Many workers’ cooperatives are struggling to stay afloat and need increased public support, said experts gathered at the 2011 International Forum on the Social and Solidarity Economy in Montreal.
“By their own means they are surviving, without the support of the government,” Federico Luis Pöhls Fuentevilla, executive director of the Consejo Mexicano de Empresas de la Economía Solidaria, said in an interview with IPS.
“It is active resistance,” he added.
As opposed to the traditional private sector model, the U.N. defines cooperatives as “business enterprises owned and controlled by the very members that they serve”.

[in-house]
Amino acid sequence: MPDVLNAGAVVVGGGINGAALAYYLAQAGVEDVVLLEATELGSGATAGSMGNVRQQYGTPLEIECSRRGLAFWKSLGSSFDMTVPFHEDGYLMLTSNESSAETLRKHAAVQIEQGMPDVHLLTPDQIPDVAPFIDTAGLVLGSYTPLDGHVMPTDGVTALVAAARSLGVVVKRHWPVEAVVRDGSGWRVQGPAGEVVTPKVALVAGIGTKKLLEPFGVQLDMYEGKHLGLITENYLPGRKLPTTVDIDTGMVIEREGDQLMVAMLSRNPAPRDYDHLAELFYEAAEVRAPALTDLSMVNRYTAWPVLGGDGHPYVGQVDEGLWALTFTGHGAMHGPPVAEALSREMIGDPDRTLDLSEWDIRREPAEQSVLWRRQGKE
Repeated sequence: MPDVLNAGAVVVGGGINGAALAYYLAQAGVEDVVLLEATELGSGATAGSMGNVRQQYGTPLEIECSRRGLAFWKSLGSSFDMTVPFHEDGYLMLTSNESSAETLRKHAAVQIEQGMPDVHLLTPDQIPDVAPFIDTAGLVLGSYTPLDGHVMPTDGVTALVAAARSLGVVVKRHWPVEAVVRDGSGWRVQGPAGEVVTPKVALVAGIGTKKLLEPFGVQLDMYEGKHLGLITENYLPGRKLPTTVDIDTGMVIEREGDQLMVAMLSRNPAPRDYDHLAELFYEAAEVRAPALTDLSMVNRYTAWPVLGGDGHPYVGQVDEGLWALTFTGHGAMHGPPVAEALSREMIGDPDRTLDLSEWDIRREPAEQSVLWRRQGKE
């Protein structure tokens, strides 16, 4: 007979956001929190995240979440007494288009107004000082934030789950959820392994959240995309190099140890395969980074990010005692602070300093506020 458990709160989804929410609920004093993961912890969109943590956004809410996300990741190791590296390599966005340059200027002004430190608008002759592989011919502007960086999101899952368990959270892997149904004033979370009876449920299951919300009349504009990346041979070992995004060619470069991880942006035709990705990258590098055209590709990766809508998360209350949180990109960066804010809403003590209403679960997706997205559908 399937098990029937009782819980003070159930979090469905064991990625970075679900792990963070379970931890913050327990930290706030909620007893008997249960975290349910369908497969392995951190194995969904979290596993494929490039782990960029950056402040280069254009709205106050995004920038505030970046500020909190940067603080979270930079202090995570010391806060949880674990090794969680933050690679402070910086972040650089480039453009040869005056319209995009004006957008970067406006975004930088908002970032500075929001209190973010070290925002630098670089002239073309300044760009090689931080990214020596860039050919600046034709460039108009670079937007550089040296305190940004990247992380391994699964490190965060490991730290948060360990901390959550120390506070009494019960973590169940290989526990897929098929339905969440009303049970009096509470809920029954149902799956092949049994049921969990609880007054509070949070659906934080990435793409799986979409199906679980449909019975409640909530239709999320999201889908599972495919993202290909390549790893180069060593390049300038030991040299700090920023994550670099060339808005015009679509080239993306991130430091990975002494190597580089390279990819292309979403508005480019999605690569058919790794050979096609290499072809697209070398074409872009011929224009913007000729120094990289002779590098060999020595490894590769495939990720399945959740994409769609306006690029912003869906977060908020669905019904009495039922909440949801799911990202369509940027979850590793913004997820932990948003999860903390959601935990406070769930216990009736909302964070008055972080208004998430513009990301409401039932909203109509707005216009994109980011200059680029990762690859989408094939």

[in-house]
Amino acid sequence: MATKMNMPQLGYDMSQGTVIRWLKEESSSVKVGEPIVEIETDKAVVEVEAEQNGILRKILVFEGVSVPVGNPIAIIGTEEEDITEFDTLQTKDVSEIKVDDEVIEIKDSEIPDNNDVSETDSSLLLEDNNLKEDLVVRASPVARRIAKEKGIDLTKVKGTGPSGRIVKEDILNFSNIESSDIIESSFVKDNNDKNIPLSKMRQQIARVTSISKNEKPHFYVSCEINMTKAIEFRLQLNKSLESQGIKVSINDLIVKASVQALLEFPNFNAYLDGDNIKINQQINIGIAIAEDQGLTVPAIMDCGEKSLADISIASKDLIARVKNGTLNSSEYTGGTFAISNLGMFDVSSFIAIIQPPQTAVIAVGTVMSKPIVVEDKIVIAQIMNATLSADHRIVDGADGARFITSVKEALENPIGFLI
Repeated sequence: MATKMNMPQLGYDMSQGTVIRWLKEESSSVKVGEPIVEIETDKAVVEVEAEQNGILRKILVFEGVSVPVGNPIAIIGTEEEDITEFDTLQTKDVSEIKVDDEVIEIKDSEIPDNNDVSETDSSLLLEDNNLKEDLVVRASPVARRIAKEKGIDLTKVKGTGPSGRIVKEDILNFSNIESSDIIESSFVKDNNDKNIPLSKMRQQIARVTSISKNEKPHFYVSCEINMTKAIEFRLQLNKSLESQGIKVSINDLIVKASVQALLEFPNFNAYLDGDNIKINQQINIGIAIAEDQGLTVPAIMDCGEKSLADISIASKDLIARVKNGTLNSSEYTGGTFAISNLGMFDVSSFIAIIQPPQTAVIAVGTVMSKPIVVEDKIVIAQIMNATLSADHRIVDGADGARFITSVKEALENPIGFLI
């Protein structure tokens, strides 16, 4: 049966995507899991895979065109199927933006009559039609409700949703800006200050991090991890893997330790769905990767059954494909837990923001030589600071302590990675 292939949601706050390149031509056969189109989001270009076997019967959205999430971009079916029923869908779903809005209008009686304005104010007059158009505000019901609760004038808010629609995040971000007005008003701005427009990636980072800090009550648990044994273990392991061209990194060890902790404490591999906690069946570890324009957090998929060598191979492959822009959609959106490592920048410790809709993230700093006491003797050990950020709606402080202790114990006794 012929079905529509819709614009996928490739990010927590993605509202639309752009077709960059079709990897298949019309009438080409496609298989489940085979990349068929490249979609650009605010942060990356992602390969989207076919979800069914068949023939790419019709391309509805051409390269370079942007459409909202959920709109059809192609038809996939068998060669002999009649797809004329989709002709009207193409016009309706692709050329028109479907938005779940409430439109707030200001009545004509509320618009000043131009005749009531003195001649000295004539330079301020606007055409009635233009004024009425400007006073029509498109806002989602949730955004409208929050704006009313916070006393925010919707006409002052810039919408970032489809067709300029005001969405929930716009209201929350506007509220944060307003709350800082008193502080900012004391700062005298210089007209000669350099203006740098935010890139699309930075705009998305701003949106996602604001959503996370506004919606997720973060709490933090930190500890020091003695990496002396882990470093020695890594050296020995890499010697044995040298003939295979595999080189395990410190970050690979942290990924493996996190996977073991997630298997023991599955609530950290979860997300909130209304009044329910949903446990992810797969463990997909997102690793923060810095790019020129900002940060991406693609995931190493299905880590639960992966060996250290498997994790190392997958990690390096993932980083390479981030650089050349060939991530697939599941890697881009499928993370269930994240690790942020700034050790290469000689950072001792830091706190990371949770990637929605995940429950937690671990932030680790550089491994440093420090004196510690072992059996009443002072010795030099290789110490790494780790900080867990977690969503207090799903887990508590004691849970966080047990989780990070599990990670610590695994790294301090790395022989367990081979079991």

The International Cooperative Alliance, which represents nearly a billion people in 96 countries, says cooperatives are currently focused in the areas of agriculture, fisheries, consumer and financial services, housing, and production, but the group hopes this will expand to many other sectors, such as schools, utilities and transport, to name a few.
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